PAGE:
Once again states are scrambling to jump on the carousel and grab that golden ring – a waiver from sections of the No Child Left Behind law. They may find it’s made of dross not gold.
For the past three years Duncan has been trying to embed the core of the Race to the Top competition in the reauthorization of the Elementary and Secondary Education Act (ESEA), commonly known as No Child Left Behind, aka, NCLB. ( the name was changed in the 2001 reauthorization). Both houses of Congress have pushed back, representatives from inner city communities are wary of school closings, others think these matters are best left to the states, they aver the federal government is overreaching its constitutional authority. For the Republicans why not wait till after the 2012 elections, they may control the presidency and both houses.
The Obama-Duncan waiver plan is an end run – since no bill seems likely to emerge the administration is offering waivers – in exchange for concessions by the states the feds will lift other requirements.
NCLB has put too much emphasis on a single standardized test on a single day. This is teachers’ biggest complaint about the law. They feel pressure to prepare students for those tests, leading to an unintended narrowing of the curriculum and an emphasis on the basic skills measured by standardized tests. NCLB’s accountability system doesn’t help drive and shape a well-rounded curriculum that challenges students to excel academically.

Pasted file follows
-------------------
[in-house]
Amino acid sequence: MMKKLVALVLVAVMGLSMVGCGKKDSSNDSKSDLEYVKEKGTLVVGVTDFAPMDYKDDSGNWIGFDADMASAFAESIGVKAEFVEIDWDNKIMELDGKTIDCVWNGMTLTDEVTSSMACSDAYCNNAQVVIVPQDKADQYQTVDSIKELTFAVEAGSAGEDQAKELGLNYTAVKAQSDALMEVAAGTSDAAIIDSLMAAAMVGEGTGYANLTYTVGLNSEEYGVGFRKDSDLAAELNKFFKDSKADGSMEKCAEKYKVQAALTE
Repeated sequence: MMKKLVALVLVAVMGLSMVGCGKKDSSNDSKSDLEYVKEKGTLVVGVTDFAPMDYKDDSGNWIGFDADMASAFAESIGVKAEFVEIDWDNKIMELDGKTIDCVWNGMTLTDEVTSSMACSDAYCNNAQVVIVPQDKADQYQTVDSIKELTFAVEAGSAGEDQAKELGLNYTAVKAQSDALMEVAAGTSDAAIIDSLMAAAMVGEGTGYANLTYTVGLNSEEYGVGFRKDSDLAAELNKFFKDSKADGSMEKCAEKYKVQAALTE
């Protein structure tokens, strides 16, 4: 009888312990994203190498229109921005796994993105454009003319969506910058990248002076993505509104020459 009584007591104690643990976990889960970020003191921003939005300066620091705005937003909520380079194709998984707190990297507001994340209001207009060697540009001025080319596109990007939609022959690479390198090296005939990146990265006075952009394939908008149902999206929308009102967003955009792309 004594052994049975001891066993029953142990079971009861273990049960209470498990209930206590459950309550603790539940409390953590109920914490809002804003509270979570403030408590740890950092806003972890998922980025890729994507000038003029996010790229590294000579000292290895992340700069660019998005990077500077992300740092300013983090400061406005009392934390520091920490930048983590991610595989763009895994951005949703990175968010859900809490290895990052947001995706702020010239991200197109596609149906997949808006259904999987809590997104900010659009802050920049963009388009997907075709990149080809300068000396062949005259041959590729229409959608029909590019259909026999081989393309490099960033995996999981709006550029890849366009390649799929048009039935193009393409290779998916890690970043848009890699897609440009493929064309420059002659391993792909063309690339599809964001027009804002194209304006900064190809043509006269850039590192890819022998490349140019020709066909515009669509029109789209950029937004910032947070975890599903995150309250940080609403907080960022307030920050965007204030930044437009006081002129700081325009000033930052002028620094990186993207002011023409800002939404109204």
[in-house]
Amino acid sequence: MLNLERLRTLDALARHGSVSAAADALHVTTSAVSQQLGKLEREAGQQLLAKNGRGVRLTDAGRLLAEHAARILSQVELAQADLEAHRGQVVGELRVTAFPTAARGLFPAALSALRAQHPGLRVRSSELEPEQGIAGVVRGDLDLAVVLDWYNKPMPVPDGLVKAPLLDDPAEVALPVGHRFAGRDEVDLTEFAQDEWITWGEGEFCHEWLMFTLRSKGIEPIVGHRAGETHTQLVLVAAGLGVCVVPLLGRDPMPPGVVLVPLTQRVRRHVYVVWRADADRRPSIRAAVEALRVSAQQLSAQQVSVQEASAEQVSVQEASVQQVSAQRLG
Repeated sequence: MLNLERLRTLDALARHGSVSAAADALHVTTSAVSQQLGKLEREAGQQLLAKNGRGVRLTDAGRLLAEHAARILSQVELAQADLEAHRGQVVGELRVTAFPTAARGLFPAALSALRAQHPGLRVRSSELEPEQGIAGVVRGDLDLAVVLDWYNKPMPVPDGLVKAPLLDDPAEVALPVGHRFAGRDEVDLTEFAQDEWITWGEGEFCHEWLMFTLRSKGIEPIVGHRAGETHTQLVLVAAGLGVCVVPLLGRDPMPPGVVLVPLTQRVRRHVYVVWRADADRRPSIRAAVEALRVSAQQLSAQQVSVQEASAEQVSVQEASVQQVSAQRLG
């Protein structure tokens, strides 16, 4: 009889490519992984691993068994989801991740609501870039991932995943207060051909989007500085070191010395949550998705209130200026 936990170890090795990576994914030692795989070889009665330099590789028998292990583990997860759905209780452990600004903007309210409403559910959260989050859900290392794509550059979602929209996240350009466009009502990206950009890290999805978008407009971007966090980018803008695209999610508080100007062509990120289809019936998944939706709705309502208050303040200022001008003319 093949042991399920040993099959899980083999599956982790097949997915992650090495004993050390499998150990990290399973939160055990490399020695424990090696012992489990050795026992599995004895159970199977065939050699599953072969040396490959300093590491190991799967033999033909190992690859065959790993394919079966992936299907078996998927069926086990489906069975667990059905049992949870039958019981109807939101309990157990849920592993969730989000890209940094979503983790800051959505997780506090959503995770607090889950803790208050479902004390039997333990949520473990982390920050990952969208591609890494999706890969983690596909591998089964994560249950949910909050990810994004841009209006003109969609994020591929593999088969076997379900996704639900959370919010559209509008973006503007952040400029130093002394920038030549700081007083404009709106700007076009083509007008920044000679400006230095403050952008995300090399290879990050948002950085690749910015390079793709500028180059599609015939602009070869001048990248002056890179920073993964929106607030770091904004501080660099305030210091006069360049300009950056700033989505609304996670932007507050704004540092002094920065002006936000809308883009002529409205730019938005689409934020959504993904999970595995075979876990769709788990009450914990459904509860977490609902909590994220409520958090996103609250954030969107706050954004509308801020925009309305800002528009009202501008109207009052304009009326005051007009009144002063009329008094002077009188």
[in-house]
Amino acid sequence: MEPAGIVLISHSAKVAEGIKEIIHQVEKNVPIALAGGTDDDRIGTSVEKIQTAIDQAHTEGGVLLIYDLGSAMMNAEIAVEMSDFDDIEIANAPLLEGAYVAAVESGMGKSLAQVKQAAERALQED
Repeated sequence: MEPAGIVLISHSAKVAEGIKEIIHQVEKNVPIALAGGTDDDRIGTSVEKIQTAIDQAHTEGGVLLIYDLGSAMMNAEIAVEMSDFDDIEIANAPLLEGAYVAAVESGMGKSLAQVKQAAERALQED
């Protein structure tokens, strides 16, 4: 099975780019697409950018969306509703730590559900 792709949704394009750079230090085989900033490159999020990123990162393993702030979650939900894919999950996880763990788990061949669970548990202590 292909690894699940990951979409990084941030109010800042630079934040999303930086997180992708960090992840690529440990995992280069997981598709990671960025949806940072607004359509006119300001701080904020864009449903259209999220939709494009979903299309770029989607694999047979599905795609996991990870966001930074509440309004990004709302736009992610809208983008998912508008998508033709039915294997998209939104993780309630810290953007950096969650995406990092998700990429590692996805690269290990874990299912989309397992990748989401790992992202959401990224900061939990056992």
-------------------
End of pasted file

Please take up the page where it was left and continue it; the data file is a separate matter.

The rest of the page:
Great – so we can abandon the test every year from the third grade on … avoid multiple choice monstrosities? Not quite.
ESEA flexibility will let States make accountability decisions based on student growth and progress, as well as other measures of student learning and school performance. They will consider more than a single test score measured against an arbitrary proficiency level. States will be able to look comprehensively at how schools are serving their students and communities, in areas like school climate, access to rigorous coursework, and providing a well-rounded education.